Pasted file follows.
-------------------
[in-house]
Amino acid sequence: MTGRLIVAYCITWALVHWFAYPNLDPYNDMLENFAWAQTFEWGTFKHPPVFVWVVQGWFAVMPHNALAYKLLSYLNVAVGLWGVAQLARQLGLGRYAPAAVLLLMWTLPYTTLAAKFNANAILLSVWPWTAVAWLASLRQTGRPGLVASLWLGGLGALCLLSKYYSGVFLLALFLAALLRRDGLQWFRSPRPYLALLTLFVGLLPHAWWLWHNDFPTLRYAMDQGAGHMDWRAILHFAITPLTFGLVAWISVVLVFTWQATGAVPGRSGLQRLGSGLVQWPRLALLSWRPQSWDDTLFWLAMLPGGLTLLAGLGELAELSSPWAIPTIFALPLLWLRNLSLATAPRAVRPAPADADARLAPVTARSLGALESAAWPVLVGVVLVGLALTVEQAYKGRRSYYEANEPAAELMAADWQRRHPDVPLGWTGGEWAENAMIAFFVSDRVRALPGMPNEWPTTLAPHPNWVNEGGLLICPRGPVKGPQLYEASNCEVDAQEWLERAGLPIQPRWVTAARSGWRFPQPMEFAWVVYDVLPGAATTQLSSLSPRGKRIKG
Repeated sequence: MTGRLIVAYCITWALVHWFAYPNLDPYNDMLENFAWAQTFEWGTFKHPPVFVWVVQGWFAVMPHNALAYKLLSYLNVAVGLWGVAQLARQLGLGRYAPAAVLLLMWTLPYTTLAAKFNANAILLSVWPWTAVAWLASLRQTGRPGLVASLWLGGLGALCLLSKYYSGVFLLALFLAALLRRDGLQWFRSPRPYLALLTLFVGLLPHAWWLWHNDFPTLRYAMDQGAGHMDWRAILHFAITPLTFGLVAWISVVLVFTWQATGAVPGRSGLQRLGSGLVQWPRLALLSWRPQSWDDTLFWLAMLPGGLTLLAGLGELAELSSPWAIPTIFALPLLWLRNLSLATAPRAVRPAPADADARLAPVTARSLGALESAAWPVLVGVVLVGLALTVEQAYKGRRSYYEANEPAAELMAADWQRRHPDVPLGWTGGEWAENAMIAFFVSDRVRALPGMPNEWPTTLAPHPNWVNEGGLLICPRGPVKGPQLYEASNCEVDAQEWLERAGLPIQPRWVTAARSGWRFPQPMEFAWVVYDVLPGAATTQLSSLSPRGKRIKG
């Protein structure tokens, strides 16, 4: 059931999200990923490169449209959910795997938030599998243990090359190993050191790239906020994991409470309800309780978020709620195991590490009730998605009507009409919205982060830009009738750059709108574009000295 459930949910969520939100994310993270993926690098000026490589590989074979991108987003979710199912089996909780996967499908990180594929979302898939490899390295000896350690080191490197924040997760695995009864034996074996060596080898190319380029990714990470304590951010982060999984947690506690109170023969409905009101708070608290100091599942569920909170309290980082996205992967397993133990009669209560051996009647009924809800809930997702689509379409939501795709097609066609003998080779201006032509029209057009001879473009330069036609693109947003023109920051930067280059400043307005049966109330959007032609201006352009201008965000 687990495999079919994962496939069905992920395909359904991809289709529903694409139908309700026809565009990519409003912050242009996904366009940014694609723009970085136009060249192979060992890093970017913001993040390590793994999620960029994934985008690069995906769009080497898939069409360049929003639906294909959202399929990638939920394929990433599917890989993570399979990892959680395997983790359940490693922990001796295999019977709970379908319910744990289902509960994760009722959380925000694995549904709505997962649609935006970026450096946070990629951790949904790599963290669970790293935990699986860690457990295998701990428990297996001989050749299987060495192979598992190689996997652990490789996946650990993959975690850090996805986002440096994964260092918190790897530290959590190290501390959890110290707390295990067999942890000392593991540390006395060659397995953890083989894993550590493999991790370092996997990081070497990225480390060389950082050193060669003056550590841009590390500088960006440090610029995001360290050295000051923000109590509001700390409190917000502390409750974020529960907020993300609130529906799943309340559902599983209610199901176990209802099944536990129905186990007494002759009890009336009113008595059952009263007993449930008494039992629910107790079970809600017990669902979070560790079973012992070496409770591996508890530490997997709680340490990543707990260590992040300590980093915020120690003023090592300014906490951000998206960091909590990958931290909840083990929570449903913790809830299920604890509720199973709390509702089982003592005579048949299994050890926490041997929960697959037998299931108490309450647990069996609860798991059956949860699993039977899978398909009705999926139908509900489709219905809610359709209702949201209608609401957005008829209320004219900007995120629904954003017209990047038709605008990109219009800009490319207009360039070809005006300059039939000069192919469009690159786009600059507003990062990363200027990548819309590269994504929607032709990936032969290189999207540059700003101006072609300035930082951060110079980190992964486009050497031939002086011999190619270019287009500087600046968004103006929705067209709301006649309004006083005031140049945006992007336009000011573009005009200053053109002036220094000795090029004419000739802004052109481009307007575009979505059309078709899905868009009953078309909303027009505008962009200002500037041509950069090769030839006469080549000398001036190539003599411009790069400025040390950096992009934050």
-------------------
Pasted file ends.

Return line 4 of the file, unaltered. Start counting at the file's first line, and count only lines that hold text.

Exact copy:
């Protein structure tokens, strides 16, 4: 059931999200990923490169449209959910795997938030599998243990090359190993050191790239906020994991409470309800309780978020709620195991590490009730998605009507009409919205982060830009009738750059709108574009000295 459930949910969520939100994310993270993926690098000026490589590989074979991108987003979710199912089996909780996967499908990180594929979302898939490899390295000896350690080191490197924040997760695995009864034996074996060596080898190319380029990714990470304590951010982060999984947690506690109170023969409905009101708070608290100091599942569920909170309290980082996205992967397993133990009669209560051996009647009924809800809930997702689509379409939501795709097609066609003998080779201006032509029209057009001879473009330069036609693109947003023109920051930067280059400043307005049966109330959007032609201006352009201008965000 687990495999079919994962496939069905992920395909359904991809289709529903694409139908309700026809565009990519409003912050242009996904366009940014694609723009970085136009060249192979060992890093970017913001993040390590793994999620960029994934985008690069995906769009080497898939069409360049929003639906294909959202399929990638939920394929990433599917890989993570399979990892959680395997983790359940490693922990001796295999019977709970379908319910744990289902509960994760009722959380925000694995549904709505997962649609935006970026450096946070990629951790949904790599963290669970790293935990699986860690457990295998701990428990297996001989050749299987060495192979598992190689996997652990490789996946650990993959975690850090996805986002440096994964260092918190790897530290959590190290501390959890110290707390295990067999942890000392593991540390006395060659397995953890083989894993550590493999991790370092996997990081070497990225480390060389950082050193060669003056550590841009590390500088960006440090610029995001360290050295000051923000109590509001700390409190917000502390409750974020529960907020993300609130529906799943309340559902599983209610199901176990209802099944536990129905186990007494002759009890009336009113008595059952009263007993449930008494039992629910107790079970809600017990669902979070560790079973012992070496409770591996508890530490997997709680340490990543707990260590992040300590980093915020120690003023090592300014906490951000998206960091909590990958931290909840083990929570449903913790809830299920604890509720199973709390509702089982003592005579048949299994050890926490041997929960697959037998299931108490309450647990069996609860798991059956949860699993039977899978398909009705999926139908509900489709219905809610359709209702949201209608609401957005008829209320004219900007995120629904954003017209990047038709605008990109219009800009490319207009360039070809005006300059039939000069192919469009690159786009600059507003990062990363200027990548819309590269994504929607032709990936032969290189999207540059700003101006072609300035930082951060110079980190992964486009050497031939002086011999190619270019287009500087600046968004103006929705067209709301006649309004006083005031140049945006992007336009000011573009005009200053053109002036220094000795090029004419000739802004052109481009307007575009979505059309078709899905868009009953078309909303027009505008962009200002500037041509950069090769030839006469080549000398001036190539003599411009790069400025040390950096992009934050």